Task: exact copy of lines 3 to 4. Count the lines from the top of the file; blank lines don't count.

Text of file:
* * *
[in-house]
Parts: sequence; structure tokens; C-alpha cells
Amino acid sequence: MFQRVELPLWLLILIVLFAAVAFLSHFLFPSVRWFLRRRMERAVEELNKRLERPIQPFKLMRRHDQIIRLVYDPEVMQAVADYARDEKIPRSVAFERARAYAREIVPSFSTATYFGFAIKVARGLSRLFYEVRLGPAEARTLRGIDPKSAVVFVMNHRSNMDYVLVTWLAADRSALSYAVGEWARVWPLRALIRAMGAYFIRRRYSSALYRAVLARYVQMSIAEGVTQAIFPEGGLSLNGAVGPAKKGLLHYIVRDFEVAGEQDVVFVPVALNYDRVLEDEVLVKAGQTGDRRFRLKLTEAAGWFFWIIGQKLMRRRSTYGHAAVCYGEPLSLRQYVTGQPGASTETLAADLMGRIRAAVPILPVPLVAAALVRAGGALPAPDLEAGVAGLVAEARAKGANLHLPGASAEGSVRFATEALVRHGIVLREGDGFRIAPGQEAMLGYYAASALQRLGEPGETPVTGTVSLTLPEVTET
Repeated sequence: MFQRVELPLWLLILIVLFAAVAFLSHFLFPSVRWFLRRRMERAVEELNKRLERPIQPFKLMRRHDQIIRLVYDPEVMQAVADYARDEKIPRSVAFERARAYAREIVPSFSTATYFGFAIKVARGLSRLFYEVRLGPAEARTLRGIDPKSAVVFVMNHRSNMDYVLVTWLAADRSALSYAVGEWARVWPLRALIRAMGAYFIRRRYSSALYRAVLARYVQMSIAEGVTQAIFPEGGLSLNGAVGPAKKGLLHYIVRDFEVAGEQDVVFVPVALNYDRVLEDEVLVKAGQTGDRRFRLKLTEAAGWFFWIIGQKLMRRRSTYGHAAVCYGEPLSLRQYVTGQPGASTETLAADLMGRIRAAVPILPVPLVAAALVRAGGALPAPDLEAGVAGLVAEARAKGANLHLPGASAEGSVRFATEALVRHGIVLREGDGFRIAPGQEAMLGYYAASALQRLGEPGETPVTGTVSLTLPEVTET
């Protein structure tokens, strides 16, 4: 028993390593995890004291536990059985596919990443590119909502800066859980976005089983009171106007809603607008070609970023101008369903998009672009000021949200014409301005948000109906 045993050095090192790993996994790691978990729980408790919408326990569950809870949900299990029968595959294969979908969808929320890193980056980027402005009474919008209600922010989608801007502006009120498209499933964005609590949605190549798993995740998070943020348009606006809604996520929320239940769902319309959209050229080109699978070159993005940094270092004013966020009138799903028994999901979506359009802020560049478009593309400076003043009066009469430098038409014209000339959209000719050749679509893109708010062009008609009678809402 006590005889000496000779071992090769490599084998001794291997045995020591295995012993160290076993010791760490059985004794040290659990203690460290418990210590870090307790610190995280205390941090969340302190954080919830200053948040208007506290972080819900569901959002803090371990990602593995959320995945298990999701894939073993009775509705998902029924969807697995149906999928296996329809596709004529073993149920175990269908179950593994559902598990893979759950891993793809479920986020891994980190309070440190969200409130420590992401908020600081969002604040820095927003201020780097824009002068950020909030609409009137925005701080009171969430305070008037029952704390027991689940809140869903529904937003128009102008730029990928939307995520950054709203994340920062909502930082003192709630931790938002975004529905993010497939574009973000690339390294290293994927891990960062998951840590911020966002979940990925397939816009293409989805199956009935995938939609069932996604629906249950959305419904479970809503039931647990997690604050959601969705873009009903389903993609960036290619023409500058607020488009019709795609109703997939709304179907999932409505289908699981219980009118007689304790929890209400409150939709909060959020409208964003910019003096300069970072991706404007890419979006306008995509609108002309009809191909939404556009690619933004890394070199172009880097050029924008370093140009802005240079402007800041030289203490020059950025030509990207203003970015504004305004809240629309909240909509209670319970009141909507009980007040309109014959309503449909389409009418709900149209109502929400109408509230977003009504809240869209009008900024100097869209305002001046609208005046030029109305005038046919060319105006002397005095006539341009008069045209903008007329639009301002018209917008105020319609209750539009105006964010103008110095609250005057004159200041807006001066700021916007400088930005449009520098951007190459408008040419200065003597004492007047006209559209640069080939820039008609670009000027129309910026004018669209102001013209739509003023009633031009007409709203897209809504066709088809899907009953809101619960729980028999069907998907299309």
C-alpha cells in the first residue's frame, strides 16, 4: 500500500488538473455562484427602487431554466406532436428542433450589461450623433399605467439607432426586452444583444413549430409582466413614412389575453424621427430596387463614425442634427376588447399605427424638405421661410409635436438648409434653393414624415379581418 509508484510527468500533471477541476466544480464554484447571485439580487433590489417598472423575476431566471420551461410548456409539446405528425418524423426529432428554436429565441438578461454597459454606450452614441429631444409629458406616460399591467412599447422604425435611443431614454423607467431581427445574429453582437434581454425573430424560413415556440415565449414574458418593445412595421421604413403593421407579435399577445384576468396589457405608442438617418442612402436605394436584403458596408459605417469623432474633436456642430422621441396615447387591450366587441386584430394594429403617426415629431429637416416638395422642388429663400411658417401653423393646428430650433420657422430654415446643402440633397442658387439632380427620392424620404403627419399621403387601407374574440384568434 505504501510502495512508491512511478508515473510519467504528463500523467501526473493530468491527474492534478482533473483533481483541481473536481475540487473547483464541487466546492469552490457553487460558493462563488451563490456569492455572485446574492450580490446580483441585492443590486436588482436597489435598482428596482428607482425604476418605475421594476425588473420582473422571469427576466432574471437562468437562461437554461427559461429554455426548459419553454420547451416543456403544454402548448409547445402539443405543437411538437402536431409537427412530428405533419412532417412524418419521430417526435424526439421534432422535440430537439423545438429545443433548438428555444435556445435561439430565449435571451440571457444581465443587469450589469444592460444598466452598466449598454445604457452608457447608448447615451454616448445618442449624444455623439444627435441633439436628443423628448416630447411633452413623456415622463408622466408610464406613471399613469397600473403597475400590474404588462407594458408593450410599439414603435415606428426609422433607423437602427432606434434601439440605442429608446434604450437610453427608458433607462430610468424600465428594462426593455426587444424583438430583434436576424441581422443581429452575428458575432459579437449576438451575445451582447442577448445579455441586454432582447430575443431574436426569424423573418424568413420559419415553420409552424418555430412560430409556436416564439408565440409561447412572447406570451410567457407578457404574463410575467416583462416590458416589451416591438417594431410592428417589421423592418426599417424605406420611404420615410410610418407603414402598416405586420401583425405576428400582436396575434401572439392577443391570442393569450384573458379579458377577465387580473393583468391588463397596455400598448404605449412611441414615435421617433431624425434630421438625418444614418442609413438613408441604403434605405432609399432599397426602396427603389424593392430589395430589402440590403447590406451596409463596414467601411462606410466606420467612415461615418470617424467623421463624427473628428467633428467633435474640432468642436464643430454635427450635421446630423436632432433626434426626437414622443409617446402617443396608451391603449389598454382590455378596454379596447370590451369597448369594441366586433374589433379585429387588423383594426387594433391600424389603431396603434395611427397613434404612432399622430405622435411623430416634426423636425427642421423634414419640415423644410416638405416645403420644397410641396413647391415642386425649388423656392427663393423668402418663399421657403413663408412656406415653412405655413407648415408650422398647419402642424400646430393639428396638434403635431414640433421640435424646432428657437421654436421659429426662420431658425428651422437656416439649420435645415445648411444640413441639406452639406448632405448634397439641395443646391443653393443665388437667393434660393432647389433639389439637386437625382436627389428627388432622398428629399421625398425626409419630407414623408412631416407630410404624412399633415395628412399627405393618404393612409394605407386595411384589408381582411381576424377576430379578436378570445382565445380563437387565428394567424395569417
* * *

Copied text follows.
Amino acid sequence: MFQRVELPLWLLILIVLFAAVAFLSHFLFPSVRWFLRRRMERAVEELNKRLERPIQPFKLMRRHDQIIRLVYDPEVMQAVADYARDEKIPRSVAFERARAYAREIVPSFSTATYFGFAIKVARGLSRLFYEVRLGPAEARTLRGIDPKSAVVFVMNHRSNMDYVLVTWLAADRSALSYAVGEWARVWPLRALIRAMGAYFIRRRYSSALYRAVLARYVQMSIAEGVTQAIFPEGGLSLNGAVGPAKKGLLHYIVRDFEVAGEQDVVFVPVALNYDRVLEDEVLVKAGQTGDRRFRLKLTEAAGWFFWIIGQKLMRRRSTYGHAAVCYGEPLSLRQYVTGQPGASTETLAADLMGRIRAAVPILPVPLVAAALVRAGGALPAPDLEAGVAGLVAEARAKGANLHLPGASAEGSVRFATEALVRHGIVLREGDGFRIAPGQEAMLGYYAASALQRLGEPGETPVTGTVSLTLPEVTET
Repeated sequence: MFQRVELPLWLLILIVLFAAVAFLSHFLFPSVRWFLRRRMERAVEELNKRLERPIQPFKLMRRHDQIIRLVYDPEVMQAVADYARDEKIPRSVAFERARAYAREIVPSFSTATYFGFAIKVARGLSRLFYEVRLGPAEARTLRGIDPKSAVVFVMNHRSNMDYVLVTWLAADRSALSYAVGEWARVWPLRALIRAMGAYFIRRRYSSALYRAVLARYVQMSIAEGVTQAIFPEGGLSLNGAVGPAKKGLLHYIVRDFEVAGEQDVVFVPVALNYDRVLEDEVLVKAGQTGDRRFRLKLTEAAGWFFWIIGQKLMRRRSTYGHAAVCYGEPLSLRQYVTGQPGASTETLAADLMGRIRAAVPILPVPLVAAALVRAGGALPAPDLEAGVAGLVAEARAKGANLHLPGASAEGSVRFATEALVRHGIVLREGDGFRIAPGQEAMLGYYAASALQRLGEPGETPVTGTVSLTLPEVTET